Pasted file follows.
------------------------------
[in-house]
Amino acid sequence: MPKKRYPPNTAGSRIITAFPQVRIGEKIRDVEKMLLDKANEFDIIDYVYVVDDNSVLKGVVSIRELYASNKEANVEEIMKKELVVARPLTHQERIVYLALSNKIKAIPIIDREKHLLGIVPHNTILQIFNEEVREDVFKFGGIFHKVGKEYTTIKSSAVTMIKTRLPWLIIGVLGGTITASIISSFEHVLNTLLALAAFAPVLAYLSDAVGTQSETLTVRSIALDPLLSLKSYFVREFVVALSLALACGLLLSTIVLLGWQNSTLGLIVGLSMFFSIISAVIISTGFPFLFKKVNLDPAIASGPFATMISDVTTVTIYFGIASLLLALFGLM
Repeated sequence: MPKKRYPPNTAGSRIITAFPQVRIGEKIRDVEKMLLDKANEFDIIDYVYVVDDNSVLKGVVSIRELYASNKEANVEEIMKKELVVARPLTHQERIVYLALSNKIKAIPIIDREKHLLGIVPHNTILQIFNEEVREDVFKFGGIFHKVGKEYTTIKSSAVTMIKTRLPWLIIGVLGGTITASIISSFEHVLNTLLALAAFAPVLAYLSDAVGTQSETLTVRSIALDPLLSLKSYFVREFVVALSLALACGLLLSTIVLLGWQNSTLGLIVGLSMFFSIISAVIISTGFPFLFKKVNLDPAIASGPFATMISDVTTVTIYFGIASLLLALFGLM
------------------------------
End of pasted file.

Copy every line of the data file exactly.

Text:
[in-house]
Amino acid sequence: MPKKRYPPNTAGSRIITAFPQVRIGEKIRDVEKMLLDKANEFDIIDYVYVVDDNSVLKGVVSIRELYASNKEANVEEIMKKELVVARPLTHQERIVYLALSNKIKAIPIIDREKHLLGIVPHNTILQIFNEEVREDVFKFGGIFHKVGKEYTTIKSSAVTMIKTRLPWLIIGVLGGTITASIISSFEHVLNTLLALAAFAPVLAYLSDAVGTQSETLTVRSIALDPLLSLKSYFVREFVVALSLALACGLLLSTIVLLGWQNSTLGLIVGLSMFFSIISAVIISTGFPFLFKKVNLDPAIASGPFATMISDVTTVTIYFGIASLLLALFGLM
Repeated sequence: MPKKRYPPNTAGSRIITAFPQVRIGEKIRDVEKMLLDKANEFDIIDYVYVVDDNSVLKGVVSIRELYASNKEANVEEIMKKELVVARPLTHQERIVYLALSNKIKAIPIIDREKHLLGIVPHNTILQIFNEEVREDVFKFGGIFHKVGKEYTTIKSSAVTMIKTRLPWLIIGVLGGTITASIISSFEHVLNTLLALAAFAPVLAYLSDAVGTQSETLTVRSIALDPLLSLKSYFVREFVVALSLALACGLLLSTIVLLGWQNSTLGLIVGLSMFFSIISAVIISTGFPFLFKKVNLDPAIASGPFATMISDVTTVTIYFGIASLLLALFGLM